In the invention, a supported olefin polymerization catalyst is prepared by usir_g at least one metallocene compound. By metal-locene is meant a metallic derivative of cyclopentadiene, and in particular a metallic derivative to which a cyclopentadienyl group is bonded with a ~r bond. The metallocenes used in the invention contain at least one such cyclopentadienyl ring. The metal of the metallocene is a transition metal of any of groups 4A, 5A and 6A of the Periodic Table (Hubbard), preferably of group 4A or 5A (Hubbard), such as titanium, zirconium, hafnium, ' chromium, or vanadium. Titanium and zirconium are especially preferable metals. The cyclopentadienyl ring may be unsubsti- ~' .
tuted or may contain substituents, such as hydrocarbyls. The cyclopentadienyl ring may also be fused, for example, with an ',"
aromatic or cycloalkyl ring. On the other hand, the ring atom . "' of the cyclopentadienyl ring may also be a heteroatom. The ~"' metallocene used in the invention may contain one, two or three~~~~
cyclopentadienyl rings, but preferably two rings. .
According to one embodiment of the invention, the metallocene ..', is a compound according to Formula (I) ( Cp ) mR~' ~ ( I ) where Cp is an unsubstituted or substituted and/or fused homo-or heterocyclopentadienyl, R is a group of 1-4 atoms connecting 2 Cp rings, M is a transition metal of group 4A, 5A or 6A (Hub-bard), R' is a hydrocarbyl or hydrocarboxy group having 1--2 '. carbon atoms, and X is a halogen atom, in which case m = 1-3, n - 0 or 1, o = 0-3, p a 0-3, and the sum m+n+p = the same as the state of oxidat_on of the transition metal M.
It is preferable if the metallocene used in the process accord-ing to the invention is titanocene or zirconocene, or a mixture of these, preferably zirconocene. Typical metallocenes usable in the invention are listed, for example, on pages 10-12 of Finnish patent Gpplication No. 862625, which is incorporated herein by refer=nee. Some examples of usable metallocenes are biscyclopentadi=_nylzirconium dichloride Cp,ZrClZ and bis-indenylzirconiu_:, dichloride Ind2ZrCli.

The activators used in the process form with the metallocene an active ion pair, i.e. they generate a positive charge in the transition metal. They thus ionize a neutral metallocene com-pound to a cationic metallocene catalyst, as stated, for ex-ample, in US patent publication 5 242 876. Such activators include tris(pentafluorophenyl)boron and, preferably, alum- " "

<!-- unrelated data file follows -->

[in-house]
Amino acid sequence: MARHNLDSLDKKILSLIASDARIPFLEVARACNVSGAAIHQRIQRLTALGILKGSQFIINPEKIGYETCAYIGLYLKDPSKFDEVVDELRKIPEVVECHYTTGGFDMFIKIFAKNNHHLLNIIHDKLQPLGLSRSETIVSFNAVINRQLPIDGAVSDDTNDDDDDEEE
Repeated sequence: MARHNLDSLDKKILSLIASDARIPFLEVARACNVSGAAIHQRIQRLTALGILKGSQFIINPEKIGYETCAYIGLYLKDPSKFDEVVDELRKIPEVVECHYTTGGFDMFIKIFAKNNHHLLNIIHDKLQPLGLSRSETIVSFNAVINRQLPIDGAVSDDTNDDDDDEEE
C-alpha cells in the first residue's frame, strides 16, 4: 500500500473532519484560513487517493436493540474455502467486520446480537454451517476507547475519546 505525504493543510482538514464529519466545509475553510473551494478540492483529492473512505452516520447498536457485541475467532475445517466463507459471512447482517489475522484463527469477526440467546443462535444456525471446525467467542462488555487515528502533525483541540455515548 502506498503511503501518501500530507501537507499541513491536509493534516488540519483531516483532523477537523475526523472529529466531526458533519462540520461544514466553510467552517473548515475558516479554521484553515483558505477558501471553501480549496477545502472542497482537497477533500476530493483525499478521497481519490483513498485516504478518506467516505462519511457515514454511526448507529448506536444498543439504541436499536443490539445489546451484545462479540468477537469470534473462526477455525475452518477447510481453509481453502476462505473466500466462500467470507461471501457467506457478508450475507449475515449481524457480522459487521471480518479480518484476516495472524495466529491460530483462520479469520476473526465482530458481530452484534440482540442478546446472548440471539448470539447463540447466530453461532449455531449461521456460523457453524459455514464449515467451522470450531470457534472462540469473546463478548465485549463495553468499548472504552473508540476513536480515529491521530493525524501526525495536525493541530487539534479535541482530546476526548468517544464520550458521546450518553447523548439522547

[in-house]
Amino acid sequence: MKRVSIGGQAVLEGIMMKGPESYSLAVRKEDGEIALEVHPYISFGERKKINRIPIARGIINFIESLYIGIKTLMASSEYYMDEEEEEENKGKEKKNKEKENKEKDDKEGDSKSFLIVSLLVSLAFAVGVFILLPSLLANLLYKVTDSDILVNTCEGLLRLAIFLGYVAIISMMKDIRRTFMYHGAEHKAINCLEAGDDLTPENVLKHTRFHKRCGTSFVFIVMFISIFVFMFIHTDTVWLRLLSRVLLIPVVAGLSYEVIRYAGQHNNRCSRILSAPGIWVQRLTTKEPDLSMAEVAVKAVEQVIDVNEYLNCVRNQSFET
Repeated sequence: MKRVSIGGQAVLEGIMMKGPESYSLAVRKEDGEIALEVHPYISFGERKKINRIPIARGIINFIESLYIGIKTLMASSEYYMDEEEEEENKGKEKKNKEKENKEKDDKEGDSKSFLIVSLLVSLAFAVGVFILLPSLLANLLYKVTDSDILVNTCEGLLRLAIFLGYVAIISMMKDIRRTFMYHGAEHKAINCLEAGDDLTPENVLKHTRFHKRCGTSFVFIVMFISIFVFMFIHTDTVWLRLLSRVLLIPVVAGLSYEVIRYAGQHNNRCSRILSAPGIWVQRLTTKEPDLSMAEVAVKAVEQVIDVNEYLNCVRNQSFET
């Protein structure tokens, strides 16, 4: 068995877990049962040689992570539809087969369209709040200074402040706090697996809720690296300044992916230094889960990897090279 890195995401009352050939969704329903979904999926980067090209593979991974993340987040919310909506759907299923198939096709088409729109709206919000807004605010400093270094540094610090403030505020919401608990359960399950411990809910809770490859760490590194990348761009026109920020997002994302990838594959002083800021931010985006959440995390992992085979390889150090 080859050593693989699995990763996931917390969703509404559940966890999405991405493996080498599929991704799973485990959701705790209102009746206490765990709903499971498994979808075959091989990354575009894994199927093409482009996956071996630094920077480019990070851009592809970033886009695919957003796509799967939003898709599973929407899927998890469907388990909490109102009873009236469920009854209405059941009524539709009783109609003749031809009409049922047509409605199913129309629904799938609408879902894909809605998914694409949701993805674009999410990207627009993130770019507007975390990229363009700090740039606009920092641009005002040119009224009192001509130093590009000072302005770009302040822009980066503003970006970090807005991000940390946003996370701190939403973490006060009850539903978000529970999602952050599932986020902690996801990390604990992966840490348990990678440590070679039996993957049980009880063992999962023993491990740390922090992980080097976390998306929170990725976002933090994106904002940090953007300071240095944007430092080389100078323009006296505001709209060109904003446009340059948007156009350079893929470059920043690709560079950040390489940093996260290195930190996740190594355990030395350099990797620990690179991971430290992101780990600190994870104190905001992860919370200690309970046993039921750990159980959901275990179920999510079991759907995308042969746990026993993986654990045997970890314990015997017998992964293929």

oxanes. Alumoxane compounds are composed of oligomeric linear and/or cyclic hydrocarbyl alumoxanes. According to one embodi- ' ment of the invention, the alumoxane is a linear compound ac-y cording to Formula (II). ..' . .
':
R" - (A10 ) x - A1R"2 ( II ) '. ".
Rn . ' or a cyclic compound according to Formula (III) " ' (A10)y-JI (III) R"
in which farznulae x is 1-40, preferably 10-20, y is 3-40, pref-erably 3-20, and R" is an alkyl group having 1-10 carbon atoms, or a mixture of the compounds of formulae (II) and (III).
Alumoxanes can be prepared, for example, by contacting water or a hydrogenated inorganic salt with aluminum trialkyl, whereby in general a mixture of linear and cyclic compounds is ob-tained. An alumoxane especially advantageous for use in the process according to the present invention is methylalumoxane, MAO, i.e. a compound according to Formula (II) and/or (III), where R" is methyl.
The support used in the process according to the invention may be any porous, substantially inert support, such as an inor-ganic powder, e.g. an inorganic oxide or salt, or a plastics material, e.g. polyolefin. In practice the support used is preferably a fine-grained inorganic oxide. According to one embodiment, the porous support used in the invention is an inorganic oxide of an element of group 2(A), 3(B) or 4 of the Periodic Table (Hubbard), most preferably silica, alumina, or a mixture or derivative of these. Other inorganic oxides which "' can be used either alone or together with silica, alumina or ~'.
silica-alumina, are magnesium oxide, titanium dioxide, zir- ' "
conium oxide, aluminum phosphate, etc.
,. .
The support used in the process according to the invention must~~'<' be dry. In general, metal oxide supports contain surface hydr- ~.
oxyl groups which may react with metallocene or alumoxane. °r ;,.
Before being used, an inorganic oxidic support must be de- '.. .
hydrated and possibly dehydroxylated. Such treatment may be either a thermal treatment or a reaction between the surface hydroxyls of the support and a reagent contacted with it.
Thermal treatment of the support is in general carried out either under vacuum or by rinsing with a dry inert gas at approx. 100-800 °C, preferably 200-600 °C. The support may also be subjected to a chemical treatment in which the surface hy-droxyls are caused to react with substances reacting with them.
Such chemical dehydroxylation reagents include SiCl4, chloro- .
silanes such as trimethylchlorosilane, other reactive silanes such as dimethylaminotrimethyl silane or hexamethyldisilazane, alkyl amines, and alkylaluminum chlorides such as triethylalum-inum, diethylaluminum chloride, etc.